Giving up the effort to look cheerful, I donned a serene expression.  I repeated my father’s words in my mind and finally began to understand.  He was angry at me for not living up to my potential.  He knew I was intelligent, and he wanted me to stay that way.  How could I accomplish that if my father was not stern with me?  I knew it would not be possible, and then, I understood why my father beat me.  A child only learns if it has the proper incentive, and the most effective one is abuse.  I was no longer bewildered every time my father hit me.  It all made sense.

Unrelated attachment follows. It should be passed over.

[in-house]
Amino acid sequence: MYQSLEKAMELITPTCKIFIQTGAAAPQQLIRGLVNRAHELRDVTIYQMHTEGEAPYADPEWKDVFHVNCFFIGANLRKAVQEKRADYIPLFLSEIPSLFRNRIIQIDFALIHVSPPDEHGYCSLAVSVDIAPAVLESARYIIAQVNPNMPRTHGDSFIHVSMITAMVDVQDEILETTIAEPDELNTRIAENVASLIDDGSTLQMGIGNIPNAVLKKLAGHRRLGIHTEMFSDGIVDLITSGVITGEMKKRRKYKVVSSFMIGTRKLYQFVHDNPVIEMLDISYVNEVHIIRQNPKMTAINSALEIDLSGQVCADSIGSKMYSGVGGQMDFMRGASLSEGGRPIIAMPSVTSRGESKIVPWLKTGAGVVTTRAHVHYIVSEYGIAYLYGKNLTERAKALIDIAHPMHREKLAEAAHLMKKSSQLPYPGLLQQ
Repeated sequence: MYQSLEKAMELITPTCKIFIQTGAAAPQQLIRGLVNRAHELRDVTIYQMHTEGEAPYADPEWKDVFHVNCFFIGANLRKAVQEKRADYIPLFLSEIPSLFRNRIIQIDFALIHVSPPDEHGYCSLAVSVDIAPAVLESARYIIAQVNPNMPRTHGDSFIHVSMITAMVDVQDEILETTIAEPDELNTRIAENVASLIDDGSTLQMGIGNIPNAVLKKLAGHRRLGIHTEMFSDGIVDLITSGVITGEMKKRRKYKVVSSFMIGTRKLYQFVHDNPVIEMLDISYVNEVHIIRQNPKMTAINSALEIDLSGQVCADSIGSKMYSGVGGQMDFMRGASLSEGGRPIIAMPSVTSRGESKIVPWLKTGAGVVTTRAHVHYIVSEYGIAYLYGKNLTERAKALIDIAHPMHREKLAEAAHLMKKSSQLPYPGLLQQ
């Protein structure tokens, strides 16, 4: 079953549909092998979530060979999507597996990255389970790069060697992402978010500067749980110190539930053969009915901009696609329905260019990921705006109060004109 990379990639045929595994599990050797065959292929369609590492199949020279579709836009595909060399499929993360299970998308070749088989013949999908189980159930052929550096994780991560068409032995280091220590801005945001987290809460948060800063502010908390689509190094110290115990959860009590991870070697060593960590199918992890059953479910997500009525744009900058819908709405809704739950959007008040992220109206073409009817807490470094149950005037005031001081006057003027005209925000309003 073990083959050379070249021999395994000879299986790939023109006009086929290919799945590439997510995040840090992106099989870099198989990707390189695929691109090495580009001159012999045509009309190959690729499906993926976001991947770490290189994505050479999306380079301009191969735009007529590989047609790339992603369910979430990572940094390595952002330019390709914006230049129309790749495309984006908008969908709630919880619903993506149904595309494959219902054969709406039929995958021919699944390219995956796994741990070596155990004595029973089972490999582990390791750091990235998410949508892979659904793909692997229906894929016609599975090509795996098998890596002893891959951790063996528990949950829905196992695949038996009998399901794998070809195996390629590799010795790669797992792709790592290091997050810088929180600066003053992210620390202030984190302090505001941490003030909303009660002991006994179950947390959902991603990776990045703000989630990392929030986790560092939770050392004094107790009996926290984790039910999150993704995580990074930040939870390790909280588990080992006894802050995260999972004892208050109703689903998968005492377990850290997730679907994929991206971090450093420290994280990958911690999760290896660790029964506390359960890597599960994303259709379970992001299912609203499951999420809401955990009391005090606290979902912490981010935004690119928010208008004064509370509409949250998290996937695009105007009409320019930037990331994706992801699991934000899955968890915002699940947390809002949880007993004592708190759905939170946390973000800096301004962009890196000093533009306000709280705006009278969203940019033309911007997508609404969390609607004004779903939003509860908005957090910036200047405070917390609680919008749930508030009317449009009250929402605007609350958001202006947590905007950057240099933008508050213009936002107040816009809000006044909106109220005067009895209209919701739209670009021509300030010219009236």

Even the way he drank to release his pain was clear to me.  He drank so that he did not have to bear the pain that I caused him by failing. Father was a passionate drinker, and he was still perfectly sane.  My mother disagreed.  Yelling at him was stupid, but Mother tried it anyway.  He hit her.  She shut up.  When he did that, I would cry because Mother’s yellow bruises would get an angry color and sometimes ooze.  Now, I smile.  Only a truly insolent woman would have been beaten that way; she got what she deserved.  What a fool she was!  She was too tiny to ever think she could stand up to anyone.  I would have beaten her.  The way I am now, I could have snapped her in two.  It is her fault too, for always disagreeing with Father.  She never even took a sip of wine.  But, that is only fitting; the weak cannot handle the strength of drink.  I drink.  I believe alcohol rejuvenates the passion as well as the soul.  That is the case; though, other people argue me over it, especially my doctor and Susan’s teachers.  It is none of their business, and I refuse to waste the money and time changing my ways when I have no need to.